University of Colorado Denver. (2011, November 11). Elderly lose ability to distinguish between odors, researcher finds; Smells blend together, pose hazards. ScienceDaily. Retrieved March 31, 2015 from www.sciencedaily.com/releases/2011/11/111110130104.htm
University of Colorado Denver. "Elderly lose ability to distinguish between odors, researcher finds; Smells blend together, pose hazards." ScienceDaily. www.sciencedaily.com/releases/2011/11/111110130104.htm (accessed March 31, 2015).

Share This


More From ScienceDaily



More Mind & Brain News

Tuesday, March 31, 2015

Featured Research

from universities, journals, and other organizations


Featured Videos

from AP, Reuters, AFP, and other news services

AAA: Distracted Driving a Serious Teen Problem

AAA: Distracted Driving a Serious Teen Problem

AP (Mar. 25, 2015) While distracted driving is not a new problem for teens, new research from the AAA Foundation for Traffic Safety says it&apos;s much more serious than previously thought. (March 25) Video provided by AP
Powered by NewsLook.com
Smartphone Use Changing Our Brain and Thumb Interaction, Say Researchers

Smartphone Use Changing Our Brain and Thumb Interaction, Say Researchers

Reuters - Innovations Video Online (Mar. 25, 2015) European researchers say our smartphone use offers scientists an ideal testing ground for human brain plasticity. Dr Ako Ghosh&apos;s team discovered that the brains and thumbs of smartphone users interact differently from those who use old-fashioned handsets. Jim Drury went to meet him. Video provided by Reuters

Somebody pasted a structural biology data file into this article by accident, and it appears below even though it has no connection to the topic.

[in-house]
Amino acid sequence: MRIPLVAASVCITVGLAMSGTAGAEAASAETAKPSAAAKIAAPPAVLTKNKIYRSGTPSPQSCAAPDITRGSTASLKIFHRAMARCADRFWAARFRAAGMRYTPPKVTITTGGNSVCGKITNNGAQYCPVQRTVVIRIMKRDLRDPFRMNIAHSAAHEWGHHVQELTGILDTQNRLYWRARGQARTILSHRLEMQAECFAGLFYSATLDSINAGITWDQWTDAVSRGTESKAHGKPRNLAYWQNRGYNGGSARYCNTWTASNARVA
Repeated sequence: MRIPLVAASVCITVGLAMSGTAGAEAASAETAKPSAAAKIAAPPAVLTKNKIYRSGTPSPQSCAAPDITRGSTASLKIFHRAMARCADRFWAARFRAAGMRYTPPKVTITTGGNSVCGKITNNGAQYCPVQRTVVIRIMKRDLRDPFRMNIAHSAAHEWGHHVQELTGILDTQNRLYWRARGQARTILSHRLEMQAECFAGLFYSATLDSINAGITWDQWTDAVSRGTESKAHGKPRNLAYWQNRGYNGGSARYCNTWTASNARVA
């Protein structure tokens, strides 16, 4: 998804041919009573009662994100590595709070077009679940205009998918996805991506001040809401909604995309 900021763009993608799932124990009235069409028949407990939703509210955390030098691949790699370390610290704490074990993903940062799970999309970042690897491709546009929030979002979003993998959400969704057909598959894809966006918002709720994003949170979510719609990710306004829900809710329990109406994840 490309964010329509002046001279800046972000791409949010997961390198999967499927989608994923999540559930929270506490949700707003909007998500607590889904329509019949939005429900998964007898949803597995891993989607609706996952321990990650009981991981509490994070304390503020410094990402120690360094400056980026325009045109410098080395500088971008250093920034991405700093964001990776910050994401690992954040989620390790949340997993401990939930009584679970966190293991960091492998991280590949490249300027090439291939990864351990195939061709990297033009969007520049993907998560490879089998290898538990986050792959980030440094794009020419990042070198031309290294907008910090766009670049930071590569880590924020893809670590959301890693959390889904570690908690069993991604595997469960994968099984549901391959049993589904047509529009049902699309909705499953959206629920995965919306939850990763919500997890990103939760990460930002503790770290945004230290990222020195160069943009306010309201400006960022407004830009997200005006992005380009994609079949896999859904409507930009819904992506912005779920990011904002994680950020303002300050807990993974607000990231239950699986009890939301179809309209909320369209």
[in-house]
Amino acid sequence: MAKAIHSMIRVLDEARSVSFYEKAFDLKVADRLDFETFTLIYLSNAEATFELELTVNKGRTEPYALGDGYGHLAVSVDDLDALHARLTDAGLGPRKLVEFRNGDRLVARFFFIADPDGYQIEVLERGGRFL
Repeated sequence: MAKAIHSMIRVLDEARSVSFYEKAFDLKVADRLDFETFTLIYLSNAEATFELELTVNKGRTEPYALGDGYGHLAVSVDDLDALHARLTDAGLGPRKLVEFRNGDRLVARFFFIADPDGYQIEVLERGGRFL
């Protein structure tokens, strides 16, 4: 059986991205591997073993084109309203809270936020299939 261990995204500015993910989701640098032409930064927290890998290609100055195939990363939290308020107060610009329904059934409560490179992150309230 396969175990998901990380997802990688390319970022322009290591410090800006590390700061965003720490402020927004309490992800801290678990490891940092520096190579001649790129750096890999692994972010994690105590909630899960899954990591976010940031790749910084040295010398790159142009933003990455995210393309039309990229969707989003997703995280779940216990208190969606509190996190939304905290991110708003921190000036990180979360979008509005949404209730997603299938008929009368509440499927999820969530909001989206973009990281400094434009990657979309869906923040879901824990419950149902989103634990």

Powered by NewsLook.com
Many Don't Know They Have Alzheimer's, But Their Doctors Do

Many Don't Know They Have Alzheimer's, But Their Doctors Do

Newsy (Mar. 24, 2015) According to a new study by the Alzheimer&apos;s Association, more than half of those who have the degenerative brain disease aren&apos;t told by their doctors. Video provided by Newsy
Powered by NewsLook.com
A Quick 45-Minute Nap Can Improve Your Memory

A Quick 45-Minute Nap Can Improve Your Memory

Newsy (Mar. 23, 2015) Researchers found those who napped for 45 minutes to an hour before being tested on information recalled it five times better than those who didn&apos;t. Video provided by Newsy
Powered by NewsLook.com

Search ScienceDaily

Number of stories in archives: 140,361

Find with keyword(s):
Enter a keyword or phrase to search ScienceDaily for related topics and research stories.

Save/Print:
Share:

Breaking News:

Strange & Offbeat Stories


Health & Medicine

Mind & Brain

Living & Well

In Other News

... from NewsDaily.com

Science News

Health News

Environment News

Technology News



Save/Print:
Share:

Free Subscriptions


Get the latest science news with ScienceDaily's free email newsletters, updated daily and weekly. Or view hourly updated newsfeeds in your RSS reader:

Get Social & Mobile


Keep up to date with the latest news from ScienceDaily via social networks and mobile apps:

Have Feedback?


Tell us what you think of ScienceDaily -- we welcome both positive and negative comments. Have any problems using the site? Questions?
Mobile: iPhone Android Web
Follow: Facebook Twitter Google+
Subscribe: RSS Feeds Email Newsletters
Latest Headlines Health & Medicine Mind & Brain Space & Time Matter & Energy Computers & Math Plants & Animals Earth & Climate Fossils & Ruins